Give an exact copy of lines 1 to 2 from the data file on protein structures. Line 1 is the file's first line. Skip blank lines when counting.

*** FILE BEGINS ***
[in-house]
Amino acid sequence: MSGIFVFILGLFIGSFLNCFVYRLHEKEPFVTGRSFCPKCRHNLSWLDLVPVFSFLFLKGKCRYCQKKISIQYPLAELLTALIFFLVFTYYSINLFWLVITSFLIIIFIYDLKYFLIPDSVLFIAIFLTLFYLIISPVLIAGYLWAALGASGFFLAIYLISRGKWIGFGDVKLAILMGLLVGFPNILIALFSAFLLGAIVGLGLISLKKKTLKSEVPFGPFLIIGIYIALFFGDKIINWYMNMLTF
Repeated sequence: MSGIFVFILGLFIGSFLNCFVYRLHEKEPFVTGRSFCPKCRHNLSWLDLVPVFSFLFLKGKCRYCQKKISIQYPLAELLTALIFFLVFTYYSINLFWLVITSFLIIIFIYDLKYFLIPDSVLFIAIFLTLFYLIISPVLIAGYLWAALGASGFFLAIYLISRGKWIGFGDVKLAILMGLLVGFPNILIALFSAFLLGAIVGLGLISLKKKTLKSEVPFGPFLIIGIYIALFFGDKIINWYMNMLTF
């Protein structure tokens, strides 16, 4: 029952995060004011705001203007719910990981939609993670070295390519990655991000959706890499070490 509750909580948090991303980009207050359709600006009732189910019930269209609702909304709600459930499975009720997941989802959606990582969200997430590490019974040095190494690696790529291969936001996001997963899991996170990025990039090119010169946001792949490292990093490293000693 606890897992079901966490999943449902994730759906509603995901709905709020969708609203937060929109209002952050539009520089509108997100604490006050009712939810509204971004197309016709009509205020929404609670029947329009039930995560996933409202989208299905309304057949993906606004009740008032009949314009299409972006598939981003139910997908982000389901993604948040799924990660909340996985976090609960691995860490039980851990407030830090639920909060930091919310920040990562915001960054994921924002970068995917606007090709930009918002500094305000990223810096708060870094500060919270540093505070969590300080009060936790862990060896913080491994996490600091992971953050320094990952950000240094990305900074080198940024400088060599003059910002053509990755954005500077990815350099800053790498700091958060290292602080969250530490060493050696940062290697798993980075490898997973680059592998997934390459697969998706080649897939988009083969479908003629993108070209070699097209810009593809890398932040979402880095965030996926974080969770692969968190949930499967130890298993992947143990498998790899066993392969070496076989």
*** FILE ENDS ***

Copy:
[in-house]
Amino acid sequence: MSGIFVFILGLFIGSFLNCFVYRLHEKEPFVTGRSFCPKCRHNLSWLDLVPVFSFLFLKGKCRYCQKKISIQYPLAELLTALIFFLVFTYYSINLFWLVITSFLIIIFIYDLKYFLIPDSVLFIAIFLTLFYLIISPVLIAGYLWAALGASGFFLAIYLISRGKWIGFGDVKLAILMGLLVGFPNILIALFSAFLLGAIVGLGLISLKKKTLKSEVPFGPFLIIGIYIALFFGDKIINWYMNMLTF